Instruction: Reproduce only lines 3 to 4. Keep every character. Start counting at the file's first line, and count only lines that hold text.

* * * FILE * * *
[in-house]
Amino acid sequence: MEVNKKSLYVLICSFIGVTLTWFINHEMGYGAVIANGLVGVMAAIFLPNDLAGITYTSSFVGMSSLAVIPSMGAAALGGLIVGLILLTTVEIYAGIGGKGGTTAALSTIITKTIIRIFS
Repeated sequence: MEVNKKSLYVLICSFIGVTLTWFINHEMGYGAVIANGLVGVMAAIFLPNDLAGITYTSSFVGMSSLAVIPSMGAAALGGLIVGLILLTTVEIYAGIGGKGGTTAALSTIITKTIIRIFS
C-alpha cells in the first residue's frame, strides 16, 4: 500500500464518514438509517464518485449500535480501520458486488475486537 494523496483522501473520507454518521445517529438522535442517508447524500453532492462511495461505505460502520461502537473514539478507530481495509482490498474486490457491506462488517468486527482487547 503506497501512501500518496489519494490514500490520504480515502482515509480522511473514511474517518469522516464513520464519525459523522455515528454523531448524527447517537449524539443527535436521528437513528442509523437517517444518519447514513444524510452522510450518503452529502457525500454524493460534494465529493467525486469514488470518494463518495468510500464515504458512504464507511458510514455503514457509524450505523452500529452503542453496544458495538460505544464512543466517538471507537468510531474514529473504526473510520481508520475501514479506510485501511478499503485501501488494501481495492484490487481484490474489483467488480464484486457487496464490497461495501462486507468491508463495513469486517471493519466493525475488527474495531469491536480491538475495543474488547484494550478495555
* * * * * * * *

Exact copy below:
Repeated sequence: MEVNKKSLYVLICSFIGVTLTWFINHEMGYGAVIANGLVGVMAAIFLPNDLAGITYTSSFVGMSSLAVIPSMGAAALGGLIVGLILLTTVEIYAGIGGKGGTTAALSTIITKTIIRIFS
C-alpha cells in the first residue's frame, strides 16, 4: 500500500464518514438509517464518485449500535480501520458486488475486537 494523496483522501473520507454518521445517529438522535442517508447524500453532492462511495461505505460502520461502537473514539478507530481495509482490498474486490457491506462488517468486527482487547 503506497501512501500518496489519494490514500490520504480515502482515509480522511473514511474517518469522516464513520464519525459523522455515528454523531448524527447517537449524539443527535436521528437513528442509523437517517444518519447514513444524510452522510450518503452529502457525500454524493460534494465529493467525486469514488470518494463518495468510500464515504458512504464507511458510514455503514457509524450505523452500529452503542453496544458495538460505544464512543466517538471507537468510531474514529473504526473510520481508520475501514479506510485501511478499503485501501488494501481495492484490487481484490474489483467488480464484486457487496464490497461495501462486507468491508463495513469486517471493519466493525475488527474495531469491536480491538475495543474488547484494550478495555